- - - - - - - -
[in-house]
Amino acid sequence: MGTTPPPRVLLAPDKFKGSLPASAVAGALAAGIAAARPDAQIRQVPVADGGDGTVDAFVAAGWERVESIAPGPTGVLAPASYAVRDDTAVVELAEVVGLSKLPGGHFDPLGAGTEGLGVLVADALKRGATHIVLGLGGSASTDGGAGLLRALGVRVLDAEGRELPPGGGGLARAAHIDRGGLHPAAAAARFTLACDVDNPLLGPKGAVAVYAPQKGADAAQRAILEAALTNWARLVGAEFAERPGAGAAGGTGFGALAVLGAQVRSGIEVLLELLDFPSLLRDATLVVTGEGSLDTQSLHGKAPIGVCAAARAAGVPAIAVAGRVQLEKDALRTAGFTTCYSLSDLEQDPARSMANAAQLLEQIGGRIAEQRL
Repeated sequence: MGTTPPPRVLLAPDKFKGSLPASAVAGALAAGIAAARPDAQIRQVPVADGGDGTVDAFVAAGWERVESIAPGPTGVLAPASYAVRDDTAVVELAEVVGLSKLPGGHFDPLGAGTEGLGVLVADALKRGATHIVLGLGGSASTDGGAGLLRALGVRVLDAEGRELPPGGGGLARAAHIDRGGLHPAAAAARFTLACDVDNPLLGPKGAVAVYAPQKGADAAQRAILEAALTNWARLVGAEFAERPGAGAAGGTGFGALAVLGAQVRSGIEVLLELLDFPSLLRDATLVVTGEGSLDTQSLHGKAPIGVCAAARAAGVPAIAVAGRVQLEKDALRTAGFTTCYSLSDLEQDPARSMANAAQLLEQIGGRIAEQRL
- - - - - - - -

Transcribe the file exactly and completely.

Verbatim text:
[in-house]
Amino acid sequence: MGTTPPPRVLLAPDKFKGSLPASAVAGALAAGIAAARPDAQIRQVPVADGGDGTVDAFVAAGWERVESIAPGPTGVLAPASYAVRDDTAVVELAEVVGLSKLPGGHFDPLGAGTEGLGVLVADALKRGATHIVLGLGGSASTDGGAGLLRALGVRVLDAEGRELPPGGGGLARAAHIDRGGLHPAAAAARFTLACDVDNPLLGPKGAVAVYAPQKGADAAQRAILEAALTNWARLVGAEFAERPGAGAAGGTGFGALAVLGAQVRSGIEVLLELLDFPSLLRDATLVVTGEGSLDTQSLHGKAPIGVCAAARAAGVPAIAVAGRVQLEKDALRTAGFTTCYSLSDLEQDPARSMANAAQLLEQIGGRIAEQRL
Repeated sequence: MGTTPPPRVLLAPDKFKGSLPASAVAGALAAGIAAARPDAQIRQVPVADGGDGTVDAFVAAGWERVESIAPGPTGVLAPASYAVRDDTAVVELAEVVGLSKLPGGHFDPLGAGTEGLGVLVADALKRGATHIVLGLGGSASTDGGAGLLRALGVRVLDAEGRELPPGGGGLARAAHIDRGGLHPAAAAARFTLACDVDNPLLGPKGAVAVYAPQKGADAAQRAILEAALTNWARLVGAEFAERPGAGAAGGTGFGALAVLGAQVRSGIEVLLELLDFPSLLRDATLVVTGEGSLDTQSLHGKAPIGVCAAARAAGVPAIAVAGRVQLEKDALRTAGFTTCYSLSDLEQDPARSMANAAQLLEQIGGRIAEQRL